Location: Water Quality and Ecology ResearchTitle: Assessment of runoff water quality for an integrated best-management practice system in an agricultural watershed Author
Submitted to: Journal of Soil and Water Conservation
Publication Type: Peer Reviewed Journal
Publication Acceptance Date: 7/10/2017
Publication Date: 5/15/2018
Citation: Lizotte Jr, R.E., Locke, M.A. 2018. Assessment of runoff water quality for an integrated best-management practice system in an agricultural watershed. Journal of Soil and Water Conservation. 73(3):245-254.
Interpretive Summary: As we improve our understanding of how best to use combined agricultural best management practices (BMPs) to reduce suspended solids and nutrient loads and improve water quality, an improved understanding of combined BMP effectiveness is needed. To do this, we collected runoff measurements of total suspended solids, total phosphorus, ortho-phosphate phosphorus, total nitrogen, ammonium, and nitrate draining through vegetated drainage ditches into a vegetated sediment pond from crop-cultivated areas as part of the Conservation Evaluation Assessment Program watershed in the Mississippi Delta from 2011 to 2014. We observed how vegetated drainage ditches combined with a vegetated sediment pond were effective in reducing suspended solids loads and moderately effective at reducing total phosphorus and total nitrogen loads in runoff. Our study showed that vegetated drainage ditches with vegetated sediment pond BMPs put in place reduced suspended solids and total nutrient loads and improved runoff water quality. Our results are of interest to regulatory and other agencies and farming stakeholders by providing additional information to improve and sustain water quality and overall environmental quality using combined conservation practices.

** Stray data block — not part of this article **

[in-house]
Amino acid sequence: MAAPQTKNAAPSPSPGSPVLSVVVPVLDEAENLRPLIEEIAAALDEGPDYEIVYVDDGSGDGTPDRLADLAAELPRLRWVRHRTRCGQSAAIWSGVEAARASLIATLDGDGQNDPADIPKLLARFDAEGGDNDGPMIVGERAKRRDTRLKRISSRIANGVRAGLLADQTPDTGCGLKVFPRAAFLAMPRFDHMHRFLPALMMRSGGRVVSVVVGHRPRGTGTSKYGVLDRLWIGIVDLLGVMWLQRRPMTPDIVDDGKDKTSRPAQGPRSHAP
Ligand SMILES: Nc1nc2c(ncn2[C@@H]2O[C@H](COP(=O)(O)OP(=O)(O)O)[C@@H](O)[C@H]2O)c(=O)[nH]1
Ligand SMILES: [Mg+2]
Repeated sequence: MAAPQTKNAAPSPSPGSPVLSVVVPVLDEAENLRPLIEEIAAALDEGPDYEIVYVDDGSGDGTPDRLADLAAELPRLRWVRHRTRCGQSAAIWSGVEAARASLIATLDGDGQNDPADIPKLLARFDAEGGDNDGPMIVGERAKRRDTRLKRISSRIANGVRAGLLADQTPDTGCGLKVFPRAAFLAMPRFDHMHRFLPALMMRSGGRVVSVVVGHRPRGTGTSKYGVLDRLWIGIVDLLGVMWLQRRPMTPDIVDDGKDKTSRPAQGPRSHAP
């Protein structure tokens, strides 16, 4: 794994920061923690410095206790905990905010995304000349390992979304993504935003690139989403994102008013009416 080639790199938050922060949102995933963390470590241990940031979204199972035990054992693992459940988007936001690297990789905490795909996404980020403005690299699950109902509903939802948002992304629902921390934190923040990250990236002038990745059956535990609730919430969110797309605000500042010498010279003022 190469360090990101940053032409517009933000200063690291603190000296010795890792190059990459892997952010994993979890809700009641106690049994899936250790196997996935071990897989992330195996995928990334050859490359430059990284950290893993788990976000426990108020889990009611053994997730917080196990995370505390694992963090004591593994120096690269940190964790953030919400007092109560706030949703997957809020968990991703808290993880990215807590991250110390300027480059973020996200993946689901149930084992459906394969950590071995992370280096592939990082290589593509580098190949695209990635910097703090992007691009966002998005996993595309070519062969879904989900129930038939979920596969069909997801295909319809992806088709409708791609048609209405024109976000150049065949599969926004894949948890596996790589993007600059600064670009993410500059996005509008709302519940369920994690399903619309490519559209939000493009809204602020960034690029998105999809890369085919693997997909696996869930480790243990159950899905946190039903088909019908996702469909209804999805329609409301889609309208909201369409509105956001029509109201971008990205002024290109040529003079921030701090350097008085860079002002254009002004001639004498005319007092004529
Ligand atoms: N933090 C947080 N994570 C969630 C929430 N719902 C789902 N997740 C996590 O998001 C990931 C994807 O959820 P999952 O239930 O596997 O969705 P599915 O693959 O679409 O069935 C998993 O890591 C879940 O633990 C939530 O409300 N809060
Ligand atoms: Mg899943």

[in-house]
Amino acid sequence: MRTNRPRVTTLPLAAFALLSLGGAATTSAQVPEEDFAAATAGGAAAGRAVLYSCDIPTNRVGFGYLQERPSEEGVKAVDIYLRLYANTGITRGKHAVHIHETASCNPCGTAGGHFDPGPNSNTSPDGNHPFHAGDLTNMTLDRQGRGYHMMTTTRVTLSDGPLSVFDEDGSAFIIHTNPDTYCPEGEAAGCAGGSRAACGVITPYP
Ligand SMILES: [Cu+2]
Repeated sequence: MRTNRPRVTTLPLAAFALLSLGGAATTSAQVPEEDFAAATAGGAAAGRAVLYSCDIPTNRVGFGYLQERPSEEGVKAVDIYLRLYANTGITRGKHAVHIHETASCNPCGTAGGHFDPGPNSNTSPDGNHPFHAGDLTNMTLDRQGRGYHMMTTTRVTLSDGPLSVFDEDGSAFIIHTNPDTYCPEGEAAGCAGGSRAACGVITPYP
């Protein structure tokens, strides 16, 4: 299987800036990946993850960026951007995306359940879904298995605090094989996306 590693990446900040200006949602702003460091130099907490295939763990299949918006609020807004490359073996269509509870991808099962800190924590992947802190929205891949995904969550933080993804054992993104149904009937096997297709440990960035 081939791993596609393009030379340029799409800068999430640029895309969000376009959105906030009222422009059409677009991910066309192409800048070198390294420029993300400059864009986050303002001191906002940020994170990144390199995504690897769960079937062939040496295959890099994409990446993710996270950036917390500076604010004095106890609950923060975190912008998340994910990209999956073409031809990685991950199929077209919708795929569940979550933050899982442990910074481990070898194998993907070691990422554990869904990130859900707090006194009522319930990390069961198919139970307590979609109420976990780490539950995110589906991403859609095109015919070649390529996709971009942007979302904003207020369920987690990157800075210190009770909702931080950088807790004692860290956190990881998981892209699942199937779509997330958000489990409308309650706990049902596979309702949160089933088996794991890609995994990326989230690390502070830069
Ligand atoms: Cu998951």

Technical Abstract: To better understand, implement and integrate best management practices (BMPs) in agricultural watersheds, critical information on their effectiveness is required. A representative agricultural watershed, Beasley Lake, was used to compare runoff water quality draining through an integrated system of BMPs from row-crop cultivated sub-drainages as part of the national Conservation Effects Assessment Program (CEAP). From 2011-2014, runoff samples were collected across 3 sub-drainages representing two integrated BMPs and 3 sub-drainages representing row-crop cultivation. Best management practice sites studied were two (east and west) vegetated drainage ditches (EDV, WDV) that subsequently flowed into a vegetated sedimentation pond (SP). A suite of critical water quality parameters were assessed and included total suspended solids (TSS), total phosphorus (TP), total nitrogen (TN), nitrate-nitrogen (NO3-N), ammonium-nitrogen (NH4-N), and orthophosphate-phosphorus (PO4-P). During the 4-year study period, integrated BMPs were effective at mitigating TSS runoff loads relative to row-crop but less effective at mitigating nutrient runoff loads. Runoff from WDV and SP were only moderately effective in mitigating nutrients in runoff with only TN and TP consistently reduced relative to row-crop. Effectiveness of BMPs was primarily a result of the amount of acreage in tillage practices and crops planted relative to BMP within sub-drainage basin acreage. Decreasing tillage:BMP and/or crop:BMP area ratios produced a subsequent decrease in runoff loads with the exception of NH4-N and PO4-P.